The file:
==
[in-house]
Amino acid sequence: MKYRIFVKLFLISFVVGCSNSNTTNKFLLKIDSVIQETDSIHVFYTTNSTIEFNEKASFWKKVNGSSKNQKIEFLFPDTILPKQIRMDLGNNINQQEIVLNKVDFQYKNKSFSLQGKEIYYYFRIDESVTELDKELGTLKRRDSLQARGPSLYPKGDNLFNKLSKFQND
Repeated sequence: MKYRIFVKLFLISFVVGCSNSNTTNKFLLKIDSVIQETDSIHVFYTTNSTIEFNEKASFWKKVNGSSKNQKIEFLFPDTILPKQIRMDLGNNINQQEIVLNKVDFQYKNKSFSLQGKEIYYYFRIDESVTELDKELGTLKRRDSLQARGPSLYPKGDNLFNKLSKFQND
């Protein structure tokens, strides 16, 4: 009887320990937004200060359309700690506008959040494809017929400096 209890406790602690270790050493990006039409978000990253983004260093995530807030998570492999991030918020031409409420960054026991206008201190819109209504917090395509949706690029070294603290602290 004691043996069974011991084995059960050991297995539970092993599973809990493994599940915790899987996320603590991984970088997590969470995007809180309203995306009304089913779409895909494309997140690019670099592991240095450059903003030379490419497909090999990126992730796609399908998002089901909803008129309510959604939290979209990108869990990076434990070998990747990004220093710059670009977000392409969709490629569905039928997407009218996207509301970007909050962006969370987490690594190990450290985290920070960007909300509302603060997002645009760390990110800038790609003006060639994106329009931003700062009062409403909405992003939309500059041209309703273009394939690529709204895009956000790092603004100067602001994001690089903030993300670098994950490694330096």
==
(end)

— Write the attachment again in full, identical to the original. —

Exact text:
[in-house]
Amino acid sequence: MKYRIFVKLFLISFVVGCSNSNTTNKFLLKIDSVIQETDSIHVFYTTNSTIEFNEKASFWKKVNGSSKNQKIEFLFPDTILPKQIRMDLGNNINQQEIVLNKVDFQYKNKSFSLQGKEIYYYFRIDESVTELDKELGTLKRRDSLQARGPSLYPKGDNLFNKLSKFQND
Repeated sequence: MKYRIFVKLFLISFVVGCSNSNTTNKFLLKIDSVIQETDSIHVFYTTNSTIEFNEKASFWKKVNGSSKNQKIEFLFPDTILPKQIRMDLGNNINQQEIVLNKVDFQYKNKSFSLQGKEIYYYFRIDESVTELDKELGTLKRRDSLQARGPSLYPKGDNLFNKLSKFQND
């Protein structure tokens, strides 16, 4: 009887320990937004200060359309700690506008959040494809017929400096 209890406790602690270790050493990006039409978000990253983004260093995530807030998570492999991030918020031409409420960054026991206008201190819109209504917090395509949706690029070294603290602290 004691043996069974011991084995059960050991297995539970092993599973809990493994599940915790899987996320603590991984970088997590969470995007809180309203995306009304089913779409895909494309997140690019670099592991240095450059903003030379490419497909090999990126992730796609399908998002089901909803008129309510959604939290979209990108869990990076434990070998990747990004220093710059670009977000392409969709490629569905039928997407009218996207509301970007909050962006969370987490690594190990450290985290920070960007909300509302603060997002645009760390990110800038790609003006060639994106329009931003700062009062409403909405992003939309500059041209309703273009394939690529709204895009956000790092603004100067602001994001690089903030993300670098994950490694330096």